BY ZEINAB NAJM
DEARBORN — There have been 4,744 crimes reported in Dearborn so far this year, but overall crime is down by 3 percent, according to the police department.
During a press conference held at the Dearborn Police Department Sept. 8, Dearborn Police Chief Ronald Haddad briefed the community on recent arrests and crimes in the city.
“We like to be transparent with the community,” Haddad said. “I feel that it is an obligation to give the community an update on the work our department is doing.”
Haddad discussed multiple cases and highlighted an arrest made by officers last month.
On Aug. 27 police responded to a house in the 7900 block of Appoline on a report of a home invasion. The victim told police that she was sleeping in her bed and was awakened by an unknown man on top of her about 3 a.m.
When the victim screamed for help, the man attempted to cover her mouth and strangle her. He then fled on foot.
Evidence recovered by investigators led to the arrest of Terrance Simmons, 22, of Detroit, Aug. 28 at a relative’s house in Detroit. Simmons was charged with home invasion and assault by strangulation in the 19th District Court and placed under a $50,000 bond cash or surety.
A probable cause hearing is scheduled for Friday, and a preliminary examination of the evidence against him is set for 9 a.m. Sept. 18 at 9 a.m. at the 19th District Court.
On display during the news conference were a variety guns and rifles recently collected by thePolice Department from various crimes.
“These are the weapons officers deal with on a daily basis,” Haddad said. “We confiscate about 300 guns each year.”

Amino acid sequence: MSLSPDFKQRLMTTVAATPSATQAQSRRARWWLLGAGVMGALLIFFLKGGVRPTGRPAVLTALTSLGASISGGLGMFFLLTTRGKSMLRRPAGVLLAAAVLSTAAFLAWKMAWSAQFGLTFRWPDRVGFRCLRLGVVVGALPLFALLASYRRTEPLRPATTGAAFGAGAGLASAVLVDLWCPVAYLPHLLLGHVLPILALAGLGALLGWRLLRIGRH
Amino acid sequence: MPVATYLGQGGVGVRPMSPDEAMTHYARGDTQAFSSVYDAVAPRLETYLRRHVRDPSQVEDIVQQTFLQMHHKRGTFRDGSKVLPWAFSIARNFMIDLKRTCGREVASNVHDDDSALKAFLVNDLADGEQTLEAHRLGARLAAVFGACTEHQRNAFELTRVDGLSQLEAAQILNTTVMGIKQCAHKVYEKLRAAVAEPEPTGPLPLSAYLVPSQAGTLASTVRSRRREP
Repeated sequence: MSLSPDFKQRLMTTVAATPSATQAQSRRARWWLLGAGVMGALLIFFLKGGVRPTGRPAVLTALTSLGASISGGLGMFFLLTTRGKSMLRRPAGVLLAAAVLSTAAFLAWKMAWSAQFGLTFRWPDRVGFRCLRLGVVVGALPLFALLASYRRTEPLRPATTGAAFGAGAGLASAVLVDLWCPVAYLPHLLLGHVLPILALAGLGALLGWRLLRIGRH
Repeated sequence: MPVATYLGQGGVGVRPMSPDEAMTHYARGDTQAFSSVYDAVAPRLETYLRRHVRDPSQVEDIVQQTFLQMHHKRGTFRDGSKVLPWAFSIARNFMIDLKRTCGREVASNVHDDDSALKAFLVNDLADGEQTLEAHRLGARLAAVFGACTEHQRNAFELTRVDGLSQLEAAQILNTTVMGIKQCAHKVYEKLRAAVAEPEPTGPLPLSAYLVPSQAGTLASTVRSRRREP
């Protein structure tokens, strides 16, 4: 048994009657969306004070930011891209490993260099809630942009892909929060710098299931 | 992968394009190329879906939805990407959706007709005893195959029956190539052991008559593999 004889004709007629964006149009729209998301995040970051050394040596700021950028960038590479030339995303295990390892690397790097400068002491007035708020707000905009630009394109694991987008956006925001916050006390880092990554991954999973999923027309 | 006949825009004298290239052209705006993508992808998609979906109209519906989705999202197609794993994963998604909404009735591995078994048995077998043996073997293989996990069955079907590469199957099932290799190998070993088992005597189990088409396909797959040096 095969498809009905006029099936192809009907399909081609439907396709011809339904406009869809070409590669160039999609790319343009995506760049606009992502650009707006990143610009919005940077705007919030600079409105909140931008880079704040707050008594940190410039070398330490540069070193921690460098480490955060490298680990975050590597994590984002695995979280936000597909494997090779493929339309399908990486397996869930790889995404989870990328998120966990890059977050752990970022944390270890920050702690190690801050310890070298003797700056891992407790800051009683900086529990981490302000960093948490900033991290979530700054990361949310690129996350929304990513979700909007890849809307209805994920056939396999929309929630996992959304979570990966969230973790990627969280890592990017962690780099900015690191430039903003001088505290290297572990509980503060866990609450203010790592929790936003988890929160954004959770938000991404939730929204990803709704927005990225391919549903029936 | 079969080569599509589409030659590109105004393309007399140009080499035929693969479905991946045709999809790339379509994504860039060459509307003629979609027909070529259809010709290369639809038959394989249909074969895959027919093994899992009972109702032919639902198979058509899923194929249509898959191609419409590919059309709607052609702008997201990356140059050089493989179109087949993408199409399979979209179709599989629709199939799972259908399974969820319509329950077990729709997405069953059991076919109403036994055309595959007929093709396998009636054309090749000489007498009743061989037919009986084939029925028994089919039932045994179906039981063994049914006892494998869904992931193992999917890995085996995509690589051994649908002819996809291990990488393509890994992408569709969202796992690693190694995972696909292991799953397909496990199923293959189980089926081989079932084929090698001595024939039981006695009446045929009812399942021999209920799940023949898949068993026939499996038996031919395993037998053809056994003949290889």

Haddad also spoke about a crime ring involving 12 juveniles linked to almost 60 crimes in the tri-county area.
With the assistance of the Wayne County Prosecutor’s Office Juvenile Division, the Police Department was able to arrest seven Inkster residents involved in the crime ring.
“We’ll be having more officers visit schools to speak to children,” Haddad said. “If we can reach out to the students at an early age, we can help prevent juvenile crimes.”
Haddad announced that the Police Department will be launching Nextdoor, a social networking service for neighborhoods. The service will allow users to connect with others who live in their neighborhoods and nearby neighborhoods.
The chief touched on the possibility of implementing body cameras for officers in the department noting the department already applied for grants to purchase the cameras.
“Body cameras were coming regardless of the incidents of Ferguson or New York City because the technology is here,” Haddad said. “The cameras take away the issue of, one citizen said verses what one police officer said during an incident.”
(Zeinab Najm can be reached at firstname.lastname@example.org.)